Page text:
John McLaughlin's first recording as a leader features the future innovator playing guitar in an English quartet. Although McLaughlin contributed all ten pieces, baritonist John Surman actually dominates this music, often swinging quite hard. The historically significant set, although a lesser-known item in McLaughlin's discography, is quite musical and enjoyable in its own right.
John McLaughlin & Paco de Lucia: Paco and John - Live at Montreux 1987 it's truly a shame that, all too often, artists with diverse careers become pigeon-holed, defined by the primary genre in which they first achieved notoriety. Take guitarist John McLaughlin, for instance. Ask most jazz fans about him and what will first come out of most of their mouths will include either the words "fusion," "jazz-rock" and/or Miles Davis, in any permutation/combination (not that there's anything wrong with that). Those a little further in the know might also be aware of his longstanding investigation into the nexus of eastern and western music with his Indo-collaboration, Shakti.
Where Fortune Smiles is really a John Surman recording, but subsequent re-releases have passed the credit on to John McLaughlin (for obvious reasons). The music is similar to but more dense than Extrapolation. McLaughlin's raw sound was starting to take shape by this time and his impeccable chops are on full display. So too are those of the underrated vibraphonist Karl Berger and, of course, soprano saxophonist Surman. The foundation is held loosely in place by bassist Dave Holland and drummer Stu Martin. It's a challenging but interesting listen, especially given McLaughlin's later success and popularity.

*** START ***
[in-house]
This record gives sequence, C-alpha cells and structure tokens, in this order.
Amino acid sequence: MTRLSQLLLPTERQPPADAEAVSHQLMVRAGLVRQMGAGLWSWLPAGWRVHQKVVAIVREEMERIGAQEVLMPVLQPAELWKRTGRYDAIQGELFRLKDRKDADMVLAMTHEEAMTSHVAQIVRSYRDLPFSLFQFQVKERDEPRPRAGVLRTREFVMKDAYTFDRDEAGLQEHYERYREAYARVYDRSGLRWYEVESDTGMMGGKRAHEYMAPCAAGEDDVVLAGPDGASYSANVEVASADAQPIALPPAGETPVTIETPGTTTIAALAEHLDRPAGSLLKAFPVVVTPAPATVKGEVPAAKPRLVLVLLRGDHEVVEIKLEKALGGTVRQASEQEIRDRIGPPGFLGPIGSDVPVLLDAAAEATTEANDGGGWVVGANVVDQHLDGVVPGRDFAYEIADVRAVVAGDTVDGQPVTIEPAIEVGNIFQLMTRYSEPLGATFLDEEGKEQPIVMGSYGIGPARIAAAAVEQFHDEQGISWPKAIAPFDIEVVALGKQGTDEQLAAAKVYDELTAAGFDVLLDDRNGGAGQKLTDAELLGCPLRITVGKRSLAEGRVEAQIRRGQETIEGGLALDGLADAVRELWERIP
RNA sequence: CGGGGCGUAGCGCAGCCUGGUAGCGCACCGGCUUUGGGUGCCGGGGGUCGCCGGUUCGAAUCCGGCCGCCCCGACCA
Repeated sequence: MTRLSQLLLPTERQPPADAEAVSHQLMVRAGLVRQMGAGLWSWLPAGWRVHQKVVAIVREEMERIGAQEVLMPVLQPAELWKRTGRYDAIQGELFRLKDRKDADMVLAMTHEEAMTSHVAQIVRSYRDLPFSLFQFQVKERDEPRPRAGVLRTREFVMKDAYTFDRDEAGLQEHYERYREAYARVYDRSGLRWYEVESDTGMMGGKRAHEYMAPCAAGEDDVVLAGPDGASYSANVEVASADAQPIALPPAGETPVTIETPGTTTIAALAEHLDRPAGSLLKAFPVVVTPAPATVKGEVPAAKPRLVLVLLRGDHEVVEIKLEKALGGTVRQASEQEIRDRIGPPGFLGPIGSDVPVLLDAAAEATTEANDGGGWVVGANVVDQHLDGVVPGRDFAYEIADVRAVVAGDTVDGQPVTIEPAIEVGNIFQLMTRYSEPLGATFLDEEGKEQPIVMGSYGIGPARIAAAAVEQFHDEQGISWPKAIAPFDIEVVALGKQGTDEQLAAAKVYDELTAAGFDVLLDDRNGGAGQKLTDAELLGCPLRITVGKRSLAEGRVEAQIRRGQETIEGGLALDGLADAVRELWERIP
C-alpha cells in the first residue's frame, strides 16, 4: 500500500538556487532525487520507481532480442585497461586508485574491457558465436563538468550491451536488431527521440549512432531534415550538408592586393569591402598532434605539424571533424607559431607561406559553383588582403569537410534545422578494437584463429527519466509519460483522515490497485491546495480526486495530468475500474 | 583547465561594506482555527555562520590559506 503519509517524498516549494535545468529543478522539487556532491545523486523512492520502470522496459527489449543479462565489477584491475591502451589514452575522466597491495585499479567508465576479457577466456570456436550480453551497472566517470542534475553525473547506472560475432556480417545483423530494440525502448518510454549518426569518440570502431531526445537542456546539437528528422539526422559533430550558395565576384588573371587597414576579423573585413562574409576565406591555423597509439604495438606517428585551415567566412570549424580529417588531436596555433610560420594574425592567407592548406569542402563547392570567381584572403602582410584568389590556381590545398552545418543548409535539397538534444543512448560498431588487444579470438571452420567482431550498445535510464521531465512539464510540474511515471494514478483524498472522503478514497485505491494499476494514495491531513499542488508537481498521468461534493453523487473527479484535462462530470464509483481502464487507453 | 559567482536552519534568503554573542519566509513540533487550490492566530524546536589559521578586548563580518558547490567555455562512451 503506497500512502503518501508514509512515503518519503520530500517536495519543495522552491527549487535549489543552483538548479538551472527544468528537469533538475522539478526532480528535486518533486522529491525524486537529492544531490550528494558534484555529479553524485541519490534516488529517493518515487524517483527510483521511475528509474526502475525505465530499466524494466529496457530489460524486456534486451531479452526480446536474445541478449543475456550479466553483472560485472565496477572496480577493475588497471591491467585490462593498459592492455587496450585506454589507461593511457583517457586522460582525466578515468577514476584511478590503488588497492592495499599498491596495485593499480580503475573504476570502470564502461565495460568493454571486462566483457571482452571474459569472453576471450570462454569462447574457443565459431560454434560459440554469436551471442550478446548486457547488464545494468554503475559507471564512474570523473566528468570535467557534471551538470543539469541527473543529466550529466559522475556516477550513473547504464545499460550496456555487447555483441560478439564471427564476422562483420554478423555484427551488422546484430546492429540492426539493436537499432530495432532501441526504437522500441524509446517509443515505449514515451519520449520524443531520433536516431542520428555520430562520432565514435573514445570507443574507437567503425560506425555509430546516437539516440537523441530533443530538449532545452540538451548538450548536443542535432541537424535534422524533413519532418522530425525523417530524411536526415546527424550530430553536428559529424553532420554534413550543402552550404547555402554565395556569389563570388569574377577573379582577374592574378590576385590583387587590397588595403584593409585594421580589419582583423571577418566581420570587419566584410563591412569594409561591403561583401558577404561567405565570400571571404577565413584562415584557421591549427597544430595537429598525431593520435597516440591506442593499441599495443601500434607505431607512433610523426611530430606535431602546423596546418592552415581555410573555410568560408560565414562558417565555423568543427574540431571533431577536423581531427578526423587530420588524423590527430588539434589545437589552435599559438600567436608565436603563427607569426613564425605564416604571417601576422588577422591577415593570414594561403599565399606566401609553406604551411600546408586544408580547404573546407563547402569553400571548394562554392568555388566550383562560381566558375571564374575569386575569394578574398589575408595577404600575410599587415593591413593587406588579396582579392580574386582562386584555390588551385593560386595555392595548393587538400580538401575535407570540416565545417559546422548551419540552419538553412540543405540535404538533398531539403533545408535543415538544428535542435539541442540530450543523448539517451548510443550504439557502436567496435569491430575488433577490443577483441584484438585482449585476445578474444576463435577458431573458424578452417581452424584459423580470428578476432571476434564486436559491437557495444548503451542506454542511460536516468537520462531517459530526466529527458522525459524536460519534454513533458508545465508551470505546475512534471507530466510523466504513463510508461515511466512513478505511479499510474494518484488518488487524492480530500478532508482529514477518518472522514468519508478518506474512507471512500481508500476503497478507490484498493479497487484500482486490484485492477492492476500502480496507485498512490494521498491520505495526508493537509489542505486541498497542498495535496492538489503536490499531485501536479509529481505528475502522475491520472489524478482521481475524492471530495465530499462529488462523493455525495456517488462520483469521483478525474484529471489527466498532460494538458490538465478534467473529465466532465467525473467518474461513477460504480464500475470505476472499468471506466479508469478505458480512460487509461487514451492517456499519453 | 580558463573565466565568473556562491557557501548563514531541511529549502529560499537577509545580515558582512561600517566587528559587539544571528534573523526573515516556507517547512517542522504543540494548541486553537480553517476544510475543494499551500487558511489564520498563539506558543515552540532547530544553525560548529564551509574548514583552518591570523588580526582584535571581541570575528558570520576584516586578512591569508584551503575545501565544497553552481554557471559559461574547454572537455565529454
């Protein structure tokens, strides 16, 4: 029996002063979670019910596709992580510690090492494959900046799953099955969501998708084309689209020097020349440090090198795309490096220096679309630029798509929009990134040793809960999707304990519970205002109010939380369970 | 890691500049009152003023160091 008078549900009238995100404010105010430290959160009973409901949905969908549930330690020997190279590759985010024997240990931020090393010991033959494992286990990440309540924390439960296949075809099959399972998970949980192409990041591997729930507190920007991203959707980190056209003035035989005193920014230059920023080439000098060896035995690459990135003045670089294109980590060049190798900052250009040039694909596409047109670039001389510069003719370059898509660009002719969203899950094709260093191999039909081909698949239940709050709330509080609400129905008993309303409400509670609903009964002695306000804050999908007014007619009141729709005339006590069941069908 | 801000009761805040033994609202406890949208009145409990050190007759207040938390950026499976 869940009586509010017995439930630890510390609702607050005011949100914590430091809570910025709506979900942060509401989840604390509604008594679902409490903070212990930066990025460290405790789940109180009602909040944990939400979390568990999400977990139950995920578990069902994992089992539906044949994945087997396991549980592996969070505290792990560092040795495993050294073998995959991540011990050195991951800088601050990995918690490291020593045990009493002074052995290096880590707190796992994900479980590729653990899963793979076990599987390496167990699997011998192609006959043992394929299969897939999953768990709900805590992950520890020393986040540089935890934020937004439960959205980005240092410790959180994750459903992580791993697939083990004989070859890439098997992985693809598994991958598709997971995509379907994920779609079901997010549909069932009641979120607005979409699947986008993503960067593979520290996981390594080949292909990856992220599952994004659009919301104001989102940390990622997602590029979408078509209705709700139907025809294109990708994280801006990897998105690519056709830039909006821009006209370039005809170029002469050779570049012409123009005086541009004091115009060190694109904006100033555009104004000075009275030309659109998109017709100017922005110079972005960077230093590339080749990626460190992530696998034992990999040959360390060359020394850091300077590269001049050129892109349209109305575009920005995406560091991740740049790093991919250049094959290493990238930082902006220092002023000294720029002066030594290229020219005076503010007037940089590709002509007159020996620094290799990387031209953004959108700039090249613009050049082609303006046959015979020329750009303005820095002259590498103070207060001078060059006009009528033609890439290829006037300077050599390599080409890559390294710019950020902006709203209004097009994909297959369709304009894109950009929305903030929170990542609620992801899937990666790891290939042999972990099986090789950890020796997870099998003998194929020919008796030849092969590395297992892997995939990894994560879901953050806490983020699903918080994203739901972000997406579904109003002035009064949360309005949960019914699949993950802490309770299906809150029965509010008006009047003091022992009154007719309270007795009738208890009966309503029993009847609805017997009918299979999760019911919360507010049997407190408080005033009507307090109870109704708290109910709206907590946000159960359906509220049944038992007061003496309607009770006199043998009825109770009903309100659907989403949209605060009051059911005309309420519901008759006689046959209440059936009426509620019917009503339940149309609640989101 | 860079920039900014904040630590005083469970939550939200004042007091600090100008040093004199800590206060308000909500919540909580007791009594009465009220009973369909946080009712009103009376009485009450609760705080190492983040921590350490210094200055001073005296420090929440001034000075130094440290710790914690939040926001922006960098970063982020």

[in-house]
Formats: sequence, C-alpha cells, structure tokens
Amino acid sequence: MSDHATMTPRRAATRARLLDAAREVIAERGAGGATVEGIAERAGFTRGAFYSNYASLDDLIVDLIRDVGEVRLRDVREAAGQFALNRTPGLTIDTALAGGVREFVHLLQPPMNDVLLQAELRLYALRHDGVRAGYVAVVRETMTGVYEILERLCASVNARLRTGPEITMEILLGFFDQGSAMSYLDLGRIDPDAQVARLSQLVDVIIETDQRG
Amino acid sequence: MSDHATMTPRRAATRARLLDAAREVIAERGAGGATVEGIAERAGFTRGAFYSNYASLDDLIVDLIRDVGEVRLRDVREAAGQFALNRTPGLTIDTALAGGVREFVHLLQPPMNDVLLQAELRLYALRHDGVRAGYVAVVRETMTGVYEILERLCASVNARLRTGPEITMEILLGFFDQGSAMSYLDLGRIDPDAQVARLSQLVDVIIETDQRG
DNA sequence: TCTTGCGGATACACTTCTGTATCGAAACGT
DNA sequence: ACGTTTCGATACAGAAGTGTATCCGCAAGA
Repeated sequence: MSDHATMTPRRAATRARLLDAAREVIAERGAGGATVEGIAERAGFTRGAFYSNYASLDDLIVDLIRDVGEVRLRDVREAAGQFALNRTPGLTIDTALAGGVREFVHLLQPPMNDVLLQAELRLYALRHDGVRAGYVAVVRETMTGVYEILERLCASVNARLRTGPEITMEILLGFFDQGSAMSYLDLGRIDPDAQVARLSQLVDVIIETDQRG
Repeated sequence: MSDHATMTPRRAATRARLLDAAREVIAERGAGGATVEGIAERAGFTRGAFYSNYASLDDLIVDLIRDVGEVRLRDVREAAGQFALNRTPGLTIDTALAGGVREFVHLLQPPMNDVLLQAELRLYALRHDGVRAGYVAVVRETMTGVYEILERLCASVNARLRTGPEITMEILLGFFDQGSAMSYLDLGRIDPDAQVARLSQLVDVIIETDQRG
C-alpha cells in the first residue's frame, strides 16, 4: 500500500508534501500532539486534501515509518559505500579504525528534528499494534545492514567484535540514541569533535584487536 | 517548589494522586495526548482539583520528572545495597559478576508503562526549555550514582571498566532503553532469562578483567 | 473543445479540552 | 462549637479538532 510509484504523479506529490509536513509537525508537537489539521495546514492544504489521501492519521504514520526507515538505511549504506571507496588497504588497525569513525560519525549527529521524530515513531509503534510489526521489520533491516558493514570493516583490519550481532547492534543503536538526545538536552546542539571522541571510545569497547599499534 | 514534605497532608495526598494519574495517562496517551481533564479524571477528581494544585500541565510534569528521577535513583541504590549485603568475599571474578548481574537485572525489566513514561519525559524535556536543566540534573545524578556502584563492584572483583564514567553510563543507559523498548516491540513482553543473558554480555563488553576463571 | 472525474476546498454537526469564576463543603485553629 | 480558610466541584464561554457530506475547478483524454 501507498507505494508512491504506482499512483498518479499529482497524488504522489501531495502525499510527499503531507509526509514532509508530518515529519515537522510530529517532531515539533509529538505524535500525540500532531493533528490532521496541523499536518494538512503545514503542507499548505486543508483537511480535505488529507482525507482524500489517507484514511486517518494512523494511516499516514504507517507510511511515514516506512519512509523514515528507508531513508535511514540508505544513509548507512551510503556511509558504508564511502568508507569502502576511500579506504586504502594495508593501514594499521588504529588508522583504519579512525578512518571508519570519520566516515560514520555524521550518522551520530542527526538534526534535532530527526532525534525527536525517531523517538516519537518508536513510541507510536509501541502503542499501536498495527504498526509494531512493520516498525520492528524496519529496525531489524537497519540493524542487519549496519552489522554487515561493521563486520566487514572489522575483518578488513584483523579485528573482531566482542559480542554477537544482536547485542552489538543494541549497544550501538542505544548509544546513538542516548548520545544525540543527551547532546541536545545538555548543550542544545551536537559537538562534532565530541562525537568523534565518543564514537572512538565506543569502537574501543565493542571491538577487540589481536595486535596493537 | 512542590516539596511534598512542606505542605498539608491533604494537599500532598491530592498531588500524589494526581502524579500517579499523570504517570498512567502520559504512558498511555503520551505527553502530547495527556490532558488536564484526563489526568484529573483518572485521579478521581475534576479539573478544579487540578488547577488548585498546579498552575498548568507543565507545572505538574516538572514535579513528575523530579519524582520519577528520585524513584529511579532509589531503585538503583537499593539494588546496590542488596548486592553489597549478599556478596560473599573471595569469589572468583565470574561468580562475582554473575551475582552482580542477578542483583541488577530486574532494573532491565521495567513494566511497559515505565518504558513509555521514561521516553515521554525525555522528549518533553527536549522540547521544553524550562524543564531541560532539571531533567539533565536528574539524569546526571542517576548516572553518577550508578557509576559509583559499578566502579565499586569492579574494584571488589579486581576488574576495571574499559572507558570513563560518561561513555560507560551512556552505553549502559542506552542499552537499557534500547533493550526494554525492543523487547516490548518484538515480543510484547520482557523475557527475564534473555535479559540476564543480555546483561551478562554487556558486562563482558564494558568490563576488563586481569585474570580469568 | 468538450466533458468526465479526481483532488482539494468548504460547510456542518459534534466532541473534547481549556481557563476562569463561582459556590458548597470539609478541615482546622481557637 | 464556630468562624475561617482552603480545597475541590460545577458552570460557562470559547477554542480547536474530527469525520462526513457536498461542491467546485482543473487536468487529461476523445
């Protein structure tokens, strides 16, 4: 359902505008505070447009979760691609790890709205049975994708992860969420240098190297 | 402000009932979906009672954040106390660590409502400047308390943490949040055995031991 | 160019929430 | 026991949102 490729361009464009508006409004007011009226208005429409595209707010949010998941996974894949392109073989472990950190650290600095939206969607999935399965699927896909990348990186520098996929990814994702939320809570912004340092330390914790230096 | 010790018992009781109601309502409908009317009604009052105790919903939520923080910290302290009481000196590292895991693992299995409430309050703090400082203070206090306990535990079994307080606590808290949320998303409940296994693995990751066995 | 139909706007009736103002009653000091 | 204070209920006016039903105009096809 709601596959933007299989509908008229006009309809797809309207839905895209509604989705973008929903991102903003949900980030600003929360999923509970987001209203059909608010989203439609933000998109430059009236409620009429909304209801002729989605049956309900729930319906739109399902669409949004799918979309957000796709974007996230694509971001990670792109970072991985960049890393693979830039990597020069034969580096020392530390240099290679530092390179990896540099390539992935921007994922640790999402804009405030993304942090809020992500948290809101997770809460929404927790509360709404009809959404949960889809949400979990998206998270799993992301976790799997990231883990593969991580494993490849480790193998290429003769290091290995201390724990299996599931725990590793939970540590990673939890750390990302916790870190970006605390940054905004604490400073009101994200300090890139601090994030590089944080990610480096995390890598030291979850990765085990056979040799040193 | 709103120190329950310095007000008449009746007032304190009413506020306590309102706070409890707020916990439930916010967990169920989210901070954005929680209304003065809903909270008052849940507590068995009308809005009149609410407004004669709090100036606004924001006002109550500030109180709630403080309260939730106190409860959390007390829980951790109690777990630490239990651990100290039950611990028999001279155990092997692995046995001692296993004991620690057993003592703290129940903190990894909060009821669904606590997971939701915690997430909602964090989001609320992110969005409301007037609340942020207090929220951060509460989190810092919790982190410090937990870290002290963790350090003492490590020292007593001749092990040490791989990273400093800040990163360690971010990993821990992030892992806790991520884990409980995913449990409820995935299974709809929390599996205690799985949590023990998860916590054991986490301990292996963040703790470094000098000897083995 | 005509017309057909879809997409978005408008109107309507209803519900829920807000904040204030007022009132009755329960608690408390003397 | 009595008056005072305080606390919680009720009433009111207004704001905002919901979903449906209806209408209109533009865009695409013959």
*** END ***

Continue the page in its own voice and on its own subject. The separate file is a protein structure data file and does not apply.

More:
A household name since the early '70s, John McLaughlin was an innovative fusion guitarist when he led the Mahavishnu Orchestra and continued living up to his reputation as a phenomenal and consistently inquisitive player through the years. He started on guitar when he was 11 and was initially inspired by blues and swing players. John McLaughlin worked with David Bowie, Alexis Korner, Graham Bond, Ginger Baker, and others in the 1960s and played free jazz with Gunter Hampel for six months. His first album was a classic (1969's Extrapolation) and was followed by an obscurity for the Dawns label with John Surman, a quintet set with Larry Young (Devotion), and My Goals Beyond in 1970 which was half acoustic solos and half jams involving Indian musicians.
John McLaughlin Montreux Concerts Box Set contains a bounty of 17 CDs from the acclaimed jazz guitarist's all-star performances at the famous Swiss jazz festival, including performances with Carlos Santana, Paco De Lucia and his Mahavishnu Orchestra. This monumental compilation features all the artist's concerts at the Montreaux Jazz Festival spanning the years 1974 through 1999. Featuring Shakti in July 1976 & 1977 (three discs), John McLaughlin & The One Truth Band in July 1978, John McLaughlin & Chick Corea in July 1981, Mahavishnu Orchestra in July 1984 (two discs), John McLaughlin & Paco DeLucia in July 1987 (two discs), John McLaughlin & The Free Spirits in July 1993 & 1995 (three discs), John McLaughlin & The Heart Of Things in July 1998, & John McLaughlin & Remember Shakti in July 1999.
Two years after they recorded Friday Night in San Francisco, John McLaughlin, Al di Meola and Paco de Lucía reunited for another set of acoustic guitar trios, Passion, Grace and Fire, If this can be considered a guitar "battle" (some of the playing is ferocious and these speed demons do not let up too often), then the result is a three-way tie…